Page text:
We’ve all heard the clattering sound of an excited photographer filling his memory cards during a wildlife sighting. There are often grunts of irritation or amusement from safari-goers in nearby vehicles who wonder why he needs so many photos of a sleeping lioness! But, setting aside the comments of those nearby, let’s look at what “machine-gun mode” is, what it does and why it’s useful.

Setting your camera to take multiple images in quick succession is usually called “high-speed drive”. The phrase that originated in the world of film, when a motor was used to “drive” the film quickly through the camera. Being able to take a series of images is very useful when you are photographing:
– a high-speed event and you aren’t sure when the optimal moment will occur.
– using AI SERVO focus mode on your camera, which is usually the case with wildlife.

MOVING SUBJECTS – It’s clear that when photographing a footballer rushing towards the goal or an athlete crossing the finishing line, it’s hard to predict when exactly you should take your shot. In the heat of the moment, you might not be able to watch the subject’s facial expression at the same time as making sure their arm is not covering their face, and the other athletes/players are well positioned in the background of the frame. Taking a series of shots helps you ensure you get the perfect moment.

So it is with something like this Martial Eagle taking off. I chose to use high-speed drive so that when the large eagle lifted off, I would have a series of shots to choose from. Here are 5 from a series of 12.

Having removed 7 images from the series of 12 when the eagle’s wings were covering her head, I ended up with 5 very different shots of the same event. I would have struggled to achieve this taking individual shots in quick succession throughout her lift-off.

USING AI SERVO FOCUS – The second situation when it’s useful to use a high-frame rate is when you have your camera’s focus set to AI SERVO mode. This mode is useful for tracking action because the camera continually re-assesses whether it has achieved pefect focus, and thereby follows the movement of your subject. But this constant re-assessment can make the focus a little “twitchy” occasionally giving you images which are very slightly out of focus. I usually take a short burst of 2 images and nearly always find that one of them is sharper than the other; camera’s AF systems are very good, but they are not faultless and taking a few extra shots helps to ensure you get a sharp image. This is especially the case in low-light or situations when it’s tricky for the camera to obtain focus.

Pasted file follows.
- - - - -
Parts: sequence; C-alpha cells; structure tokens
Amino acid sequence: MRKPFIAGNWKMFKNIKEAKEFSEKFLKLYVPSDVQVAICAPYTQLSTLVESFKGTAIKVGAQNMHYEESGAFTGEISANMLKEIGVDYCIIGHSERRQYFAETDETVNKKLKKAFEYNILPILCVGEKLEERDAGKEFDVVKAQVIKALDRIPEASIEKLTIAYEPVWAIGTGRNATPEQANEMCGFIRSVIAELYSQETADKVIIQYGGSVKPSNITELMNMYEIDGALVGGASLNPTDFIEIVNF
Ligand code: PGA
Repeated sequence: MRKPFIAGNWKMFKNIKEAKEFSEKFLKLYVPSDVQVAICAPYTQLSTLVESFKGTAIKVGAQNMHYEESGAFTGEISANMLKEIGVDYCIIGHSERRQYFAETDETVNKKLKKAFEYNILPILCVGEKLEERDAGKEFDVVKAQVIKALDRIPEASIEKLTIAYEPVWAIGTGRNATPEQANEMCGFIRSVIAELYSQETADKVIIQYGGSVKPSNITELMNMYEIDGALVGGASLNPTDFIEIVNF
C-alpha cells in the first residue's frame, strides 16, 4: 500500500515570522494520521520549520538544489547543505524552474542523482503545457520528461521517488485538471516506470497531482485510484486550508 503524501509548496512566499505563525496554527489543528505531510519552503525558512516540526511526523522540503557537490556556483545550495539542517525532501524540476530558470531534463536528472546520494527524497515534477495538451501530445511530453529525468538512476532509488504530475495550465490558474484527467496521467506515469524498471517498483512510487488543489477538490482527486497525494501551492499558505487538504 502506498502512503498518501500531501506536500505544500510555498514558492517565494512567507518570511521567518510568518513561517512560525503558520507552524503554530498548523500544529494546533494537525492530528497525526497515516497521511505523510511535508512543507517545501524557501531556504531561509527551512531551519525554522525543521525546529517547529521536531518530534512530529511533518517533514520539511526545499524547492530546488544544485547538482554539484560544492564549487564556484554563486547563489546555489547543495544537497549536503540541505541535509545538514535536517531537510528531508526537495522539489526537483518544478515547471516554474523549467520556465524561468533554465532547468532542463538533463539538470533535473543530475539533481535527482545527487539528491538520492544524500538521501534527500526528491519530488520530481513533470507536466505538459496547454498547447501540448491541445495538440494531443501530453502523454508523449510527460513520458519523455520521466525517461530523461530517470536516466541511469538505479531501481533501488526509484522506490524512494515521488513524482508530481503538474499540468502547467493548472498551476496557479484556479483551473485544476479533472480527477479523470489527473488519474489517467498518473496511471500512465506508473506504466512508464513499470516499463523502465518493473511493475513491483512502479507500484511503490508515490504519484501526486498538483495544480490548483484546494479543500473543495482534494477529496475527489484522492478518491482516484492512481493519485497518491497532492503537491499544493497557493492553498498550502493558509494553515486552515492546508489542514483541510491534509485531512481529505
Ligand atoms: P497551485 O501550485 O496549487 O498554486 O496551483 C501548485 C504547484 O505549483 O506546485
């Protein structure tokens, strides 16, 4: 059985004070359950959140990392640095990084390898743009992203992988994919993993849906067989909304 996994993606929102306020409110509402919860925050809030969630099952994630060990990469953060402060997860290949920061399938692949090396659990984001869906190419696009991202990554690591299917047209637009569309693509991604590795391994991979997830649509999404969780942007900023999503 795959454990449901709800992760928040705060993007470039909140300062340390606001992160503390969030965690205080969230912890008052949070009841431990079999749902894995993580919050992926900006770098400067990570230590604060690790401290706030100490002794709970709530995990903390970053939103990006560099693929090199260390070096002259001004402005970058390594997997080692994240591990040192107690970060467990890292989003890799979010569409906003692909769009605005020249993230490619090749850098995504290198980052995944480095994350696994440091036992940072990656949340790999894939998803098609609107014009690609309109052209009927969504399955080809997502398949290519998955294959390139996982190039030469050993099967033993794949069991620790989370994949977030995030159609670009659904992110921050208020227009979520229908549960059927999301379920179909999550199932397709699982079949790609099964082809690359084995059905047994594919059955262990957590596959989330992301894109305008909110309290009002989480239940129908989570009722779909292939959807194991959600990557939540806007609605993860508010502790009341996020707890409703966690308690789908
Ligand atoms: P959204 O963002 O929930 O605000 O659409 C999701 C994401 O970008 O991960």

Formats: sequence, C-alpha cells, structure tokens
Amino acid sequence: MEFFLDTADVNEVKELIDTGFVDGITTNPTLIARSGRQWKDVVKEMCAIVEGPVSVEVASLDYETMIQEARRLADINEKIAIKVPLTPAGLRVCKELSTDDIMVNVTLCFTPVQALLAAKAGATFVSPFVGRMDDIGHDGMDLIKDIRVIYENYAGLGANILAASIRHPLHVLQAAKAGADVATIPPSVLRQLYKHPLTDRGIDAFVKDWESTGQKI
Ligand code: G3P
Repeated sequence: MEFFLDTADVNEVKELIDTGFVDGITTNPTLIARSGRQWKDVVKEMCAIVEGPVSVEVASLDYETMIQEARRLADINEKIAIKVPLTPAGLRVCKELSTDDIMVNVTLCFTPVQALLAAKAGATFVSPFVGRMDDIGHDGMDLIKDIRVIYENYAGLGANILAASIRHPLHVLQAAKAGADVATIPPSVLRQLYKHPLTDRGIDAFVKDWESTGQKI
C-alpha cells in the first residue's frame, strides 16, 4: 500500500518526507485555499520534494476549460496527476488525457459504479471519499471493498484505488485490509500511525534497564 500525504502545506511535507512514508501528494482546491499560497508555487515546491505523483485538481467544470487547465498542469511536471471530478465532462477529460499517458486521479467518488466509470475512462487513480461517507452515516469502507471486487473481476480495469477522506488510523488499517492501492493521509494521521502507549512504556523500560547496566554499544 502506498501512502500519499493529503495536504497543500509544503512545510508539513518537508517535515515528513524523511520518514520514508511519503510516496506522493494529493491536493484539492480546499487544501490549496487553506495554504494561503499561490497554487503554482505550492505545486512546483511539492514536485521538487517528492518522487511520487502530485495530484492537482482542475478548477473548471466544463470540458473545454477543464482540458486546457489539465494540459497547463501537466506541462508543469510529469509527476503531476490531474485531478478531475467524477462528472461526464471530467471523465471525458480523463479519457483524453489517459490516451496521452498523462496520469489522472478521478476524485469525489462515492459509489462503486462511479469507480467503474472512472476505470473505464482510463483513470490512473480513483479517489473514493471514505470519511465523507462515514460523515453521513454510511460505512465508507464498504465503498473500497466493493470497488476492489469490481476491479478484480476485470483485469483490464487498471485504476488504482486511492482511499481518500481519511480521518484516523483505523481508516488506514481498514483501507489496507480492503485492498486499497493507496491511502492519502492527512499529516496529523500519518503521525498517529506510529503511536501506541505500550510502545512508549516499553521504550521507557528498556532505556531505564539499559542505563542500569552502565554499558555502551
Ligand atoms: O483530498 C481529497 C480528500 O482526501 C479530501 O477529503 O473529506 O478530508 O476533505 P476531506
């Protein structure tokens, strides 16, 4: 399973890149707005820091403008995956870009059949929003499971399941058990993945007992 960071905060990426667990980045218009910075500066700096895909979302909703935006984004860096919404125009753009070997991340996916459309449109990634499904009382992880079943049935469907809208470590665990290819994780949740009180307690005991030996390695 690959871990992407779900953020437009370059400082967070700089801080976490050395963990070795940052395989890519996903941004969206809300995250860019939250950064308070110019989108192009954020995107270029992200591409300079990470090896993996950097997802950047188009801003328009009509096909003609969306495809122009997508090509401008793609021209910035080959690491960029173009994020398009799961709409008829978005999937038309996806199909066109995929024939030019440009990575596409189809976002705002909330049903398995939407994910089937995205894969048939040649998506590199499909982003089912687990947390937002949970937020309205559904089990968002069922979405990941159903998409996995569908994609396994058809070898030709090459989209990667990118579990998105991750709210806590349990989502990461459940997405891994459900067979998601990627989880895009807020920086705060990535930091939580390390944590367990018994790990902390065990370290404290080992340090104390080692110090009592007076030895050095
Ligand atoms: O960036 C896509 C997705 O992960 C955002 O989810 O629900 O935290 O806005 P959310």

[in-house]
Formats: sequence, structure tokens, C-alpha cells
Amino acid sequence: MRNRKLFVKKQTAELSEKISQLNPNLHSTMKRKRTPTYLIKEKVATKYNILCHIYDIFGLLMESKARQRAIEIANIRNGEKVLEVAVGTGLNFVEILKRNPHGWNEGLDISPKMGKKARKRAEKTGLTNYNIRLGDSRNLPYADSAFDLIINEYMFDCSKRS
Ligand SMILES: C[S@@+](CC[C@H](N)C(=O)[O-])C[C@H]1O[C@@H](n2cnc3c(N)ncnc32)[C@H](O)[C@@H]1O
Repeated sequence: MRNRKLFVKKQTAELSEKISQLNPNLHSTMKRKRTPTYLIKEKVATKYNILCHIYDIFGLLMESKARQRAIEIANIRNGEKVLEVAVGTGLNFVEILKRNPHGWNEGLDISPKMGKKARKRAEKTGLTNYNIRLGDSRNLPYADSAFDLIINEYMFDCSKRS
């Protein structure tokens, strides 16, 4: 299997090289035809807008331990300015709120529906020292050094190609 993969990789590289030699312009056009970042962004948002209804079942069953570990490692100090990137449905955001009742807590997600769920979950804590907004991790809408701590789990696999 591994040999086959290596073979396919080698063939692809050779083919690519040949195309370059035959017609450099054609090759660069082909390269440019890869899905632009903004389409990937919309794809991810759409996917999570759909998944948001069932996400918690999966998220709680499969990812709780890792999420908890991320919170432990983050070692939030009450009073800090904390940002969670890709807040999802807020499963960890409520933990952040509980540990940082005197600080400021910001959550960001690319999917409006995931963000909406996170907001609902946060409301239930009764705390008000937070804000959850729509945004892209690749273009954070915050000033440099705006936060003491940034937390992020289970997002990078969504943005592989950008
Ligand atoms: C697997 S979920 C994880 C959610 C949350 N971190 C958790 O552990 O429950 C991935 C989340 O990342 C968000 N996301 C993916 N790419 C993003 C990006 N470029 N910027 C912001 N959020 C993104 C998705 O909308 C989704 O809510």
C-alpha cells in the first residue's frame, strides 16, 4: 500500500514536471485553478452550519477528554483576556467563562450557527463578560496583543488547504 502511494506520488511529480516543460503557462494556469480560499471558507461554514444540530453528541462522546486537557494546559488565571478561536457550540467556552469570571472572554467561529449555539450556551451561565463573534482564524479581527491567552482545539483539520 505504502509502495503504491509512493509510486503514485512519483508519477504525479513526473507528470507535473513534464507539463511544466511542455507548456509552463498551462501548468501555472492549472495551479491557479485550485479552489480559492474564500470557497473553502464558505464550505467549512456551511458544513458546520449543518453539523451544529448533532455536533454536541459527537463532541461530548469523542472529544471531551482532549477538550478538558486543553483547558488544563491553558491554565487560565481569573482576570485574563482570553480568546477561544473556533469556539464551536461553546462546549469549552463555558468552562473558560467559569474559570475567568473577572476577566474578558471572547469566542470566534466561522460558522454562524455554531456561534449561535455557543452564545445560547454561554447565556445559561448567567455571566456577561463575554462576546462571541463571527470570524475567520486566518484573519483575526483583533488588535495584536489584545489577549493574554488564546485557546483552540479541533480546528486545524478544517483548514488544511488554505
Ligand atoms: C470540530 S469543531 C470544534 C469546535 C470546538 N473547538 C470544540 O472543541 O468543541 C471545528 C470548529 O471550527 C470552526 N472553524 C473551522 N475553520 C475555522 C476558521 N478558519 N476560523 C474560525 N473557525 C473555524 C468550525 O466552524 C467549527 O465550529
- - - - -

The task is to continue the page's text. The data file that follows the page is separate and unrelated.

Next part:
RECOMMENDATION – I recommend that you use continuous drive all the time because you never know when you will need it! (You can find out how to set it up in your camera’s manual.) The only downside is that you can occasionally end up with 2, 3 or even 4 images when you only wanted 1, depending on how fast your high-speed frame rate is. This, of course, fills up your memory cards and gives you a head-ache when it comes to editing images on the computer later!

But with a bit of training, you will find you can teach your finger to take one image only when you’re using high-speed mode. Then you’ll have the best possible situation; you can take only 1 image when you want to, or a short burst to ensure you achieve best focus, or hold down your finger to get a series of frames from a fast-moving event.

Good luck practicing this skill. It’s tricky at first, but is worth the effort. And if you do end up with more images than you wanted then, never mind, digital is free!

As always, please ask any questions below.